Do economic recessions during early and mid-adulthood influence cognitive function in older age?
- 1Faculty of Language and Literature, Humanities, Arts and Education, University of Luxembourg, Walferdange, Luxembourg
- 2Department of Social Policy, London School of Economics and Political Science, LSE Health and Social Care, London, UK
- 3Department of Social and Behavioral Sciences, Harvard School of Public Health, Boston, Massachusetts, USA
- Correspondence to Dr Anja K Leist, Faculty of Language and Literature, Humanities, Arts and Education, University of Luxembourg, Route de Diekirch, Walferdange L-7220, Luxembourg;
- Received 9 May 2013
- Revised 17 September 2013
- Accepted 18 September 2013
- Published Online First 20 November 2013
Background Fluctuations in the national economy shape labour market opportunities and outcomes, which in turn may influence the accumulation of cognitive reserve. This study examines whether economic recessions experienced in early and mid-adulthood are associated with later-life cognitive function.
Method Data came from 12 020 respondents in 11 countries participating in the Survey of Health, Ageing and Retirement in Europe (SHARE). Cognitive assessments in 2004/2005 and 2006/2007 were linked to complete work histories retrospectively collected in 2008/2009 and to historical annual data on fluctuations in Gross Domestic Product per capita for each country. Controlling for confounders, we assessed whether recessions experienced at ages 25–34, 35–44 and 45–49 were associated with cognitive function at ages 50–74.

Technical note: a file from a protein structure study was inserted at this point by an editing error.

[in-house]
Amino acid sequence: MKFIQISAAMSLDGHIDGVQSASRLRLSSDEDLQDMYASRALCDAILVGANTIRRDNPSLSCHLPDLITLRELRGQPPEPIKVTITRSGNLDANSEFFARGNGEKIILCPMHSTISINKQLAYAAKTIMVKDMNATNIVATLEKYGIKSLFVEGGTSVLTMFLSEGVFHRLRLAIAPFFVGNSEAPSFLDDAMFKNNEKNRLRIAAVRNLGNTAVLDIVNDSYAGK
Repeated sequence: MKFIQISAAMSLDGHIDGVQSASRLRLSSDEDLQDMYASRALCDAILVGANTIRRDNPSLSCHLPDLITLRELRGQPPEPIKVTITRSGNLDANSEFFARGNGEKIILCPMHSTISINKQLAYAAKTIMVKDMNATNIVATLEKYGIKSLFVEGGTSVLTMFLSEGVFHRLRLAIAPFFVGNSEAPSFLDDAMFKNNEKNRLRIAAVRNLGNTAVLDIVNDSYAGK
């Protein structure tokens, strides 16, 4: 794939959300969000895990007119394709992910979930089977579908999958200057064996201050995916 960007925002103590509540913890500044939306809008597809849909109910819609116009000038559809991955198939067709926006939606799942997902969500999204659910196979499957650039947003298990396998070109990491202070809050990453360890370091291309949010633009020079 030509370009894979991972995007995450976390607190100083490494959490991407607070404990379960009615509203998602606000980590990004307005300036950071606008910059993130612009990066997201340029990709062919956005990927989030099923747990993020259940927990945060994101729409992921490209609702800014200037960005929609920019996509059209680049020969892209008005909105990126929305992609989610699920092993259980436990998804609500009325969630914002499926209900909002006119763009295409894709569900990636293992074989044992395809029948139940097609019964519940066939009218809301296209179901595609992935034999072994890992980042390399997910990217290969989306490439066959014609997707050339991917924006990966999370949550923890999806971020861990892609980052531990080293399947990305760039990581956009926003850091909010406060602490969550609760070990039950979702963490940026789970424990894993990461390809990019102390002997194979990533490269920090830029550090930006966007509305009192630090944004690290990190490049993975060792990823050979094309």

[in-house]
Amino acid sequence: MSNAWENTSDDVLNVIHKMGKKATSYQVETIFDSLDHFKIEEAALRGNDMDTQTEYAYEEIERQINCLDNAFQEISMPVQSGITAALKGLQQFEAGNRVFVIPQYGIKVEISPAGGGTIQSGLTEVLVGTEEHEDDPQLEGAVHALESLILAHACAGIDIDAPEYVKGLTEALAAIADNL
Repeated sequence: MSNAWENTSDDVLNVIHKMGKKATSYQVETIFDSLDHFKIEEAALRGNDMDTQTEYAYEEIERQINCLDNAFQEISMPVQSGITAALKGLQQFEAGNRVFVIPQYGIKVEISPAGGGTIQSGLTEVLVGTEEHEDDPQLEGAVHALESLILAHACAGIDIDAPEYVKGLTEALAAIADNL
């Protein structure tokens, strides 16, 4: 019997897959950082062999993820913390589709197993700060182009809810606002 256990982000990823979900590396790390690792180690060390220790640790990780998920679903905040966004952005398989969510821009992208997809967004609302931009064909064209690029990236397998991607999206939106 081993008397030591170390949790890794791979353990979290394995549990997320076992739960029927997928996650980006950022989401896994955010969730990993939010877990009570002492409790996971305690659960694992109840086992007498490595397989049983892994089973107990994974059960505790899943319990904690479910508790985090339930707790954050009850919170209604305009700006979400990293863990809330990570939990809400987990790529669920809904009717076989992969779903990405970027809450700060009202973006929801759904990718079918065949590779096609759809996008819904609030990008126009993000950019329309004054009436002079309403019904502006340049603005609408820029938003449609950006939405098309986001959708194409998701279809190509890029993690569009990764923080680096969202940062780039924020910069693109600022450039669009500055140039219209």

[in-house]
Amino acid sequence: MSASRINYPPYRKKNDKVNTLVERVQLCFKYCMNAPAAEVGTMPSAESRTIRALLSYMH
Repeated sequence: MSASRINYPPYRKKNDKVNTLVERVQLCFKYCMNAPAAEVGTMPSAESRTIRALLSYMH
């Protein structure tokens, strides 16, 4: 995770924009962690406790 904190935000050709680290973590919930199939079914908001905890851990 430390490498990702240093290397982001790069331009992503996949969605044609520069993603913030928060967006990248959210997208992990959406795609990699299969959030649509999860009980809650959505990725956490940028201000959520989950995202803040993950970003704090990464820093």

Results Among men, each additional recession at ages 45–49 was associated with worse cognitive function at ages 50–74 (b=−0.06, CI −0.11 to −0.01). Among women, each additional recession at ages 25–44 was associated with worse cognitive function at ages 50–74 (b25–34=−0.03, CI −0.04 to −0.01; b35–44=−0.02, CI −0.04 to −0.00). Among men, recessions at ages 45–49 influenced risk of being laid-off, whereas among women, recessions at ages 25–44 led to working part-time and higher likelihood of downward occupational mobility, which were all predictors of worse later-life cognitive function.
Conclusions Recessions at ages 45–49 among men and 25–44 among women are associated with later-life cognitive function, possibly through more unfavourable labour market trajectories. If replicated in future studies, findings indicate that policies that ameliorate the impact of recessions on labour market outcomes may promote later-life cognitive function.